Daredevil (TV series)

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Daredevil
Daredevil-televison.jpg
Genre
Created by Drew Goddard
Based on Daredevil 
by Stan Lee
Bill Everett
Starring
Theme music composer
Composer(s) John Paesano
Country of origin United States
Original language(s) English
No. of seasons 1
No. of episodes 13 (list of episodes)
Production
Executive producer(s)
Producer(s) Kati Johnston[1]
Editor(s) Jonathan Chibnal[1]
Location(s) New York City
Cinematography Matt Lloyd
Running time 48–59 minutes
Production company(s)
Release
Original channel Netflix
Picture format 4K (Ultra HD)
Original run April 10, 2015 (2015-04-10) – present
Chronology
Followed by Marvel's A.K.A. Jessica Jones
Related shows Marvel Cinematic Universe television series
External links
Official website

Marvel's Daredevil, or simply Daredevil, is an American web television series created for Netflix by Drew Goddard, based on the Marvel Comics character of the same name. It is set in the Marvel Cinematic Universe (MCU), sharing continuity with the films of the franchise, and is the first in a series of shows that will lead up to a Defenders crossover miniseries. The series is produced by Marvel Television in association with ABC Studios, DeKnight Prods. and Goddard Textiles, with Steven S. DeKnight serving as showrunner on the first season, and Goddard acting as consultant. Doug Petrie and Marco Ramirez will take over as showrunners for the show's second season.

Charlie Cox stars as Matt Murdock / Daredevil, a lawyer-by-day who fights crime at night. The series chronicles the character's early days fighting crime, juxtaposed with the rise of crime lord Wilson Fisk, played by Vincent D'Onofrio. Daredevil entered development in late 2013, a year after the film rights to the character reverted to Marvel, with Goddard initially hired in December 2013. DeKnight replaced him as showrunner and Cox was hired to star in May 2014, with Deborah Ann Woll, Elden Henson, Toby Leonard Moore, Vondie Curtis-Hall, Bob Gunton, Ayelet Zurer, and Rosario Dawson also starring. Filming takes place in New York City, in areas that still look like the old Hell’s Kitchen.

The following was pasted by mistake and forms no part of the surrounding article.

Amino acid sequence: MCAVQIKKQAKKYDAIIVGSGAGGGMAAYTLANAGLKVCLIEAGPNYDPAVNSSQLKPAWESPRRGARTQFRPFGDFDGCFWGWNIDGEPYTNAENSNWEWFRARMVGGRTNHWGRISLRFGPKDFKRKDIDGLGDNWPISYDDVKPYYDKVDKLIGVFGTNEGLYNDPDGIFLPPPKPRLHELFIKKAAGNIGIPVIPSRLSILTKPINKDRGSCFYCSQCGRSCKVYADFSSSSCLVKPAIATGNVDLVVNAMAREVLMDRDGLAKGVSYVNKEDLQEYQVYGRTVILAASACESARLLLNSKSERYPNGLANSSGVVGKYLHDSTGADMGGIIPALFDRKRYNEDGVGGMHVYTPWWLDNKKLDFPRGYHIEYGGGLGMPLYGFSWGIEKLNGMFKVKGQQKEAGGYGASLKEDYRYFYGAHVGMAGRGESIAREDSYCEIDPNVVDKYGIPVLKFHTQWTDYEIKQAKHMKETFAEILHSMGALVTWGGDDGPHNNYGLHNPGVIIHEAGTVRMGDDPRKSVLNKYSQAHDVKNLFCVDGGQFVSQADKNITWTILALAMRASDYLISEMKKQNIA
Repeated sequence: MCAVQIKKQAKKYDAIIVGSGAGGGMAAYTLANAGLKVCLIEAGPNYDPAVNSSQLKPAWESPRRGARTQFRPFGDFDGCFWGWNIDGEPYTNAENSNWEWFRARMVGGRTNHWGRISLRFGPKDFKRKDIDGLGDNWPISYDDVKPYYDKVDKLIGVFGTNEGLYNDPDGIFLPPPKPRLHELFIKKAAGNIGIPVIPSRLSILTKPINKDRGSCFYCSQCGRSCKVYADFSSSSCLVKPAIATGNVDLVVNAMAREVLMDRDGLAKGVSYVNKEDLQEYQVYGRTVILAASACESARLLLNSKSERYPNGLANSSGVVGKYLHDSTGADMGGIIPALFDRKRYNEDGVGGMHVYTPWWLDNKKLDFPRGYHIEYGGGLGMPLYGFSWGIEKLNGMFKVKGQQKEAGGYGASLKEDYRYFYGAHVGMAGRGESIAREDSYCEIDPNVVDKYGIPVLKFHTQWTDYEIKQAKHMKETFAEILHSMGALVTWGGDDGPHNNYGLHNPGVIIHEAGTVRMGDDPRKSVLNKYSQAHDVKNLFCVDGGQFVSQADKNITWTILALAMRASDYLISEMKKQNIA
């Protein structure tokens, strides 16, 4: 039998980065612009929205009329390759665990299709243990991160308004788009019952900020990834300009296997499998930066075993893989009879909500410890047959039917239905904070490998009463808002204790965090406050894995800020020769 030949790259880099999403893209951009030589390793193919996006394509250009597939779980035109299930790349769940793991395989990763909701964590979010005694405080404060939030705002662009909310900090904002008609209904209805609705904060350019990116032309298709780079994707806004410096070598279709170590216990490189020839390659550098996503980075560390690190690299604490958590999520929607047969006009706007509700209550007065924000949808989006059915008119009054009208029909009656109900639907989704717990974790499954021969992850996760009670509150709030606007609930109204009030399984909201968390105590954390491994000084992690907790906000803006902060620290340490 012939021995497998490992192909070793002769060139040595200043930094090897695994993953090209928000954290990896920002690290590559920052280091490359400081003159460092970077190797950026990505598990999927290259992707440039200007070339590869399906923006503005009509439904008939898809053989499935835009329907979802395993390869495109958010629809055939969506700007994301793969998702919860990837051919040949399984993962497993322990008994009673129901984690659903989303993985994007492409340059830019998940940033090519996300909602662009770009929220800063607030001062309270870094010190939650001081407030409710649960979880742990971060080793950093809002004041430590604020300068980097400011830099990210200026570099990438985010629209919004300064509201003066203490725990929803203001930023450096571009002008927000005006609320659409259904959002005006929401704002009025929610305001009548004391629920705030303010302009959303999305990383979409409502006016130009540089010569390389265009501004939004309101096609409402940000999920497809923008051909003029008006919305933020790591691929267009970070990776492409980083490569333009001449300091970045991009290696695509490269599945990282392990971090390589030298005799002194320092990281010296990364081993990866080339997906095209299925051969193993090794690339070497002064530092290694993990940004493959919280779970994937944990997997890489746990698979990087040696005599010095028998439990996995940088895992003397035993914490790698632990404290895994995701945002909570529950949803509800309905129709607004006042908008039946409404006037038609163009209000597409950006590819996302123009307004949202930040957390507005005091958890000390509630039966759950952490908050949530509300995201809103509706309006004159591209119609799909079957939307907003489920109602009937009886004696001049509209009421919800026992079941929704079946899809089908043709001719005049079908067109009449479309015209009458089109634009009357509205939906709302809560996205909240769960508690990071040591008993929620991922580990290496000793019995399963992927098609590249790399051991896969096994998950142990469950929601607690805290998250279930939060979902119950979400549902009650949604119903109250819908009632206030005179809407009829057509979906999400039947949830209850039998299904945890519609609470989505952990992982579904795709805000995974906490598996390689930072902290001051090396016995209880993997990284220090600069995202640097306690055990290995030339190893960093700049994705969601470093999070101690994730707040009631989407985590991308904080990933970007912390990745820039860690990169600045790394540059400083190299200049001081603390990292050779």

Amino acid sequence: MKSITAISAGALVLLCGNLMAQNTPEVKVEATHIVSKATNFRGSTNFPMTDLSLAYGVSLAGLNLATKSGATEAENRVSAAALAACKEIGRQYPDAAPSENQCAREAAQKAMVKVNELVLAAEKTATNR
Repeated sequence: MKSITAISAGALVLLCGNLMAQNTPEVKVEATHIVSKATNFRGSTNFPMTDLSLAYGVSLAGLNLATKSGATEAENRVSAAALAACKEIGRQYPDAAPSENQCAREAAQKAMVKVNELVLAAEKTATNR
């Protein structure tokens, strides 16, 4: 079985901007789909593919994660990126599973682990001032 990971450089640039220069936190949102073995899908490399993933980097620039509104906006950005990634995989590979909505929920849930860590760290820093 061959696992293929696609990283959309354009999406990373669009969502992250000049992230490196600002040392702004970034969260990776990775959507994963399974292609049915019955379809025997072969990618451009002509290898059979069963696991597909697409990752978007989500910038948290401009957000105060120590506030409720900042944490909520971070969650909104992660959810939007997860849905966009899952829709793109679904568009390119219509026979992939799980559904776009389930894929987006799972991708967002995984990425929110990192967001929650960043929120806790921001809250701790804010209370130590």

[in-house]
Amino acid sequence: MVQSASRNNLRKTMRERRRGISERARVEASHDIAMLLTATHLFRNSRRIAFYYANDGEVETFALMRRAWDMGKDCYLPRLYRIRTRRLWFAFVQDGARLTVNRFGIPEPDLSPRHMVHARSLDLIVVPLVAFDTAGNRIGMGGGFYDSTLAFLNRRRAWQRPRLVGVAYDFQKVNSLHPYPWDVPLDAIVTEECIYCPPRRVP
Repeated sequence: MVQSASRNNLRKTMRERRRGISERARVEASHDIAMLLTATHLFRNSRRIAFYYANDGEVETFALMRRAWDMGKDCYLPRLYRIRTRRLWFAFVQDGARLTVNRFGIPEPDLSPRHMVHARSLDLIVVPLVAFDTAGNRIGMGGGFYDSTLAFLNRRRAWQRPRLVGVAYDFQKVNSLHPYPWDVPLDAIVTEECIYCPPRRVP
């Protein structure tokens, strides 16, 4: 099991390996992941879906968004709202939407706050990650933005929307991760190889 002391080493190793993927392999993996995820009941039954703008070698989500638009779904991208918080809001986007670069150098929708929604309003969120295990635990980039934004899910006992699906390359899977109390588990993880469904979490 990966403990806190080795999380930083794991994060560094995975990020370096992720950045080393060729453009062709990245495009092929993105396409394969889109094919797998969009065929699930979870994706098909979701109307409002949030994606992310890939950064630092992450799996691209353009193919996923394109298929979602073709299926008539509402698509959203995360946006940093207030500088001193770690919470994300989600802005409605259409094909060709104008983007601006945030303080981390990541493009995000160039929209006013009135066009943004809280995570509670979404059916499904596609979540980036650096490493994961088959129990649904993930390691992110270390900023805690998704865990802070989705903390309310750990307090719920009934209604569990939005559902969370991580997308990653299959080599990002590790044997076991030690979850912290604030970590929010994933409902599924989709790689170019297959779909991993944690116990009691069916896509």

All episodes of the first season premiered on April 10, 2015. The series was released to critical acclaim, with critics praising the action sequences, performances, and the darker tone compared to other properties set in the MCU. On April 21, 2015, Marvel and Netflix renewed Daredevil for a second season, due to premiere in 2016.

Premise[edit]

Lawyer-by-day Matt Murdock uses his heightened senses from being blinded as a young boy to fight crime at night on the streets of New York City's Hell’s Kitchen neighborhood as Daredevil.[2]

Cast and characters[edit]

Main[edit]

A blind lawyer who becomes the hero Daredevil.[3] The idea of casting Cox as Daredevil came from Marvel's Chief Creative Officer Joe Quesada in 2012, before Marvel Studios gained the rights to the character from 20th Century Fox.[4] Cox wanted to be involved with the series after reading the first two scripts for the series, telling his agent "These are two of the best TV scripts I've read".[5] Cox "had to do a lot of gym work" to change his physique to equal that of the more muscular character as drawn in the comics, and worked with a blind consultant.[5] DeKnight stated that "He's not super strong. He's not invulnerable. In every aspect, he's a man that's just pushed himself to the limits, he just has senses that are better than a normal human's. He is human." On the character's "grey" morals, he said, "He's a lawyer by day, and he's taken this oath. But every night he breaks that oath, and goes out and does very violent things. I really liked the flawed heroes, the human heroes."[6] Skylar Gaertner plays a young Matt Murdock.[7]